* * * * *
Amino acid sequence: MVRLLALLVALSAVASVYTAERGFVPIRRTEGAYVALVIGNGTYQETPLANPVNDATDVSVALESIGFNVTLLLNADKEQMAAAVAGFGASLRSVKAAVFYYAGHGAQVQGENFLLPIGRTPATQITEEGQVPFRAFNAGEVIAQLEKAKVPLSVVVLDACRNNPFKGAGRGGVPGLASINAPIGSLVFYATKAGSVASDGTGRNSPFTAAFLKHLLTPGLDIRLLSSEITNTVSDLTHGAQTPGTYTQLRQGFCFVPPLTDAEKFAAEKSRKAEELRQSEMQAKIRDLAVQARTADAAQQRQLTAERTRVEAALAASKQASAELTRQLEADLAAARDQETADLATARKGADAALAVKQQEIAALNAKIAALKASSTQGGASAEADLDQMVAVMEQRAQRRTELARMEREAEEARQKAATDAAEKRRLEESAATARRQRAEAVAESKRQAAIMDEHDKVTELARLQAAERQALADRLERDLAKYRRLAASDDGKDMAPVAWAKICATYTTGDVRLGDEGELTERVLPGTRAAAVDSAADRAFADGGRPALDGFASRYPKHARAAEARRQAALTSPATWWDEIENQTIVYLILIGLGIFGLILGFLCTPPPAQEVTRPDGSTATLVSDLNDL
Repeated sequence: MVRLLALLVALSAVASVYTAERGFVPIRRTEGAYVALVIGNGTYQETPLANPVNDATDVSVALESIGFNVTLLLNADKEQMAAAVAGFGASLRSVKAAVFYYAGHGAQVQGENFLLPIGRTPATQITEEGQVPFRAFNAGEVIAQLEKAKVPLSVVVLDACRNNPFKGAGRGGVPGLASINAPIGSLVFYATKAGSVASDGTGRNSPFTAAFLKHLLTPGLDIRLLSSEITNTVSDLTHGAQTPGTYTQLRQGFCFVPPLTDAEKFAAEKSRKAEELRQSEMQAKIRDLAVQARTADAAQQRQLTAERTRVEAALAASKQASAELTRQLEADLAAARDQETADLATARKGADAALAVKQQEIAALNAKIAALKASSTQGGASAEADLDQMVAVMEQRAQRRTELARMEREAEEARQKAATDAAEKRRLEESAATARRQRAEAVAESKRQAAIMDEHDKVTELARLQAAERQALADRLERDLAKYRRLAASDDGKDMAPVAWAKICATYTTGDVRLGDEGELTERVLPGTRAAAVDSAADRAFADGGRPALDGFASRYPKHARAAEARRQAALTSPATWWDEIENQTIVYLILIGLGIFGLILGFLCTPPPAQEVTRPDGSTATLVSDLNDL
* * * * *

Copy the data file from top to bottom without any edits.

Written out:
Amino acid sequence: MVRLLALLVALSAVASVYTAERGFVPIRRTEGAYVALVIGNGTYQETPLANPVNDATDVSVALESIGFNVTLLLNADKEQMAAAVAGFGASLRSVKAAVFYYAGHGAQVQGENFLLPIGRTPATQITEEGQVPFRAFNAGEVIAQLEKAKVPLSVVVLDACRNNPFKGAGRGGVPGLASINAPIGSLVFYATKAGSVASDGTGRNSPFTAAFLKHLLTPGLDIRLLSSEITNTVSDLTHGAQTPGTYTQLRQGFCFVPPLTDAEKFAAEKSRKAEELRQSEMQAKIRDLAVQARTADAAQQRQLTAERTRVEAALAASKQASAELTRQLEADLAAARDQETADLATARKGADAALAVKQQEIAALNAKIAALKASSTQGGASAEADLDQMVAVMEQRAQRRTELARMEREAEEARQKAATDAAEKRRLEESAATARRQRAEAVAESKRQAAIMDEHDKVTELARLQAAERQALADRLERDLAKYRRLAASDDGKDMAPVAWAKICATYTTGDVRLGDEGELTERVLPGTRAAAVDSAADRAFADGGRPALDGFASRYPKHARAAEARRQAALTSPATWWDEIENQTIVYLILIGLGIFGLILGFLCTPPPAQEVTRPDGSTATLVSDLNDL
Repeated sequence: MVRLLALLVALSAVASVYTAERGFVPIRRTEGAYVALVIGNGTYQETPLANPVNDATDVSVALESIGFNVTLLLNADKEQMAAAVAGFGASLRSVKAAVFYYAGHGAQVQGENFLLPIGRTPATQITEEGQVPFRAFNAGEVIAQLEKAKVPLSVVVLDACRNNPFKGAGRGGVPGLASINAPIGSLVFYATKAGSVASDGTGRNSPFTAAFLKHLLTPGLDIRLLSSEITNTVSDLTHGAQTPGTYTQLRQGFCFVPPLTDAEKFAAEKSRKAEELRQSEMQAKIRDLAVQARTADAAQQRQLTAERTRVEAALAASKQASAELTRQLEADLAAARDQETADLATARKGADAALAVKQQEIAALNAKIAALKASSTQGGASAEADLDQMVAVMEQRAQRRTELARMEREAEEARQKAATDAAEKRRLEESAATARRQRAEAVAESKRQAAIMDEHDKVTELARLQAAERQALADRLERDLAKYRRLAASDDGKDMAPVAWAKICATYTTGDVRLGDEGELTERVLPGTRAAAVDSAADRAFADGGRPALDGFASRYPKHARAAEARRQAALTSPATWWDEIENQTIVYLILIGLGIFGLILGFLCTPPPAQEVTRPDGSTATLVSDLNDL